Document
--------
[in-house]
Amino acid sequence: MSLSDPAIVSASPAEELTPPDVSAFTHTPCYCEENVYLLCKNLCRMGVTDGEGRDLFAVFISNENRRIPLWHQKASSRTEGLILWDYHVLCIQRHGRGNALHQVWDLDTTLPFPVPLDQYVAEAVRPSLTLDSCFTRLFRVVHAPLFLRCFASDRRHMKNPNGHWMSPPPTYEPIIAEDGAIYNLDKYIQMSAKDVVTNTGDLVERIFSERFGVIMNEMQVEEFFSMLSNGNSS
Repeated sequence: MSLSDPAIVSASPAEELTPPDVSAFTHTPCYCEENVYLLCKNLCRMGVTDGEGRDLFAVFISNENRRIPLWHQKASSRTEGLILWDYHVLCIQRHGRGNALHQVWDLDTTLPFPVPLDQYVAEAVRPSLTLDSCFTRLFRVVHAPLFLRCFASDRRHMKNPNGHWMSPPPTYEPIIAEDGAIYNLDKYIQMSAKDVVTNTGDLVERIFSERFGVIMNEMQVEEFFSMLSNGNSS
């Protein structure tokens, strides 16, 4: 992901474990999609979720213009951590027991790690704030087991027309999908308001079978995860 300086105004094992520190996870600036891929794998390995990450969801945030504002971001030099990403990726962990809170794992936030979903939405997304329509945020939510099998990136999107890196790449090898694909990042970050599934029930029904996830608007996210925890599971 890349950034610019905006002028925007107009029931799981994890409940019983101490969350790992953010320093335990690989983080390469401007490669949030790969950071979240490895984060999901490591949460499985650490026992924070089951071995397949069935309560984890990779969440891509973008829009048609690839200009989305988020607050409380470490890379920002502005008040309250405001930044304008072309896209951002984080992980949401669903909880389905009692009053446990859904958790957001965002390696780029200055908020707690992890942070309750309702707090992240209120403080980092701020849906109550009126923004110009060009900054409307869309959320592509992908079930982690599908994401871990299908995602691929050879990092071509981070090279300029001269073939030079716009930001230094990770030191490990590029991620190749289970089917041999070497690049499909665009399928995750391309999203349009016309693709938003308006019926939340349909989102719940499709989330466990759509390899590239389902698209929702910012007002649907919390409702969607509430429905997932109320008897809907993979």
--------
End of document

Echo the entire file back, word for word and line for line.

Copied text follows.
[in-house]
Amino acid sequence: MSLSDPAIVSASPAEELTPPDVSAFTHTPCYCEENVYLLCKNLCRMGVTDGEGRDLFAVFISNENRRIPLWHQKASSRTEGLILWDYHVLCIQRHGRGNALHQVWDLDTTLPFPVPLDQYVAEAVRPSLTLDSCFTRLFRVVHAPLFLRCFASDRRHMKNPNGHWMSPPPTYEPIIAEDGAIYNLDKYIQMSAKDVVTNTGDLVERIFSERFGVIMNEMQVEEFFSMLSNGNSS
Repeated sequence: MSLSDPAIVSASPAEELTPPDVSAFTHTPCYCEENVYLLCKNLCRMGVTDGEGRDLFAVFISNENRRIPLWHQKASSRTEGLILWDYHVLCIQRHGRGNALHQVWDLDTTLPFPVPLDQYVAEAVRPSLTLDSCFTRLFRVVHAPLFLRCFASDRRHMKNPNGHWMSPPPTYEPIIAEDGAIYNLDKYIQMSAKDVVTNTGDLVERIFSERFGVIMNEMQVEEFFSMLSNGNSS
């Protein structure tokens, strides 16, 4: 992901474990999609979720213009951590027991790690704030087991027309999908308001079978995860 300086105004094992520190996870600036891929794998390995990450969801945030504002971001030099990403990726962990809170794992936030979903939405997304329509945020939510099998990136999107890196790449090898694909990042970050599934029930029904996830608007996210925890599971 890349950034610019905006002028925007107009029931799981994890409940019983101490969350790992953010320093335990690989983080390469401007490669949030790969950071979240490895984060999901490591949460499985650490026992924070089951071995397949069935309560984890990779969440891509973008829009048609690839200009989305988020607050409380470490890379920002502005008040309250405001930044304008072309896209951002984080992980949401669903909880389905009692009053446990859904958790957001965002390696780029200055908020707690992890942070309750309702707090992240209120403080980092701020849906109550009126923004110009060009900054409307869309959320592509992908079930982690599908994401871990299908995602691929050879990092071509981070090279300029001269073939030079716009930001230094990770030191490990590029991620190749289970089917041999070497690049499909665009399928995750391309999203349009016309693709938003308006019926939340349909989102719940499709989330466990759509390899590239389902698209929702910012007002649907919390409702969607509430429905997932109320008897809907993979």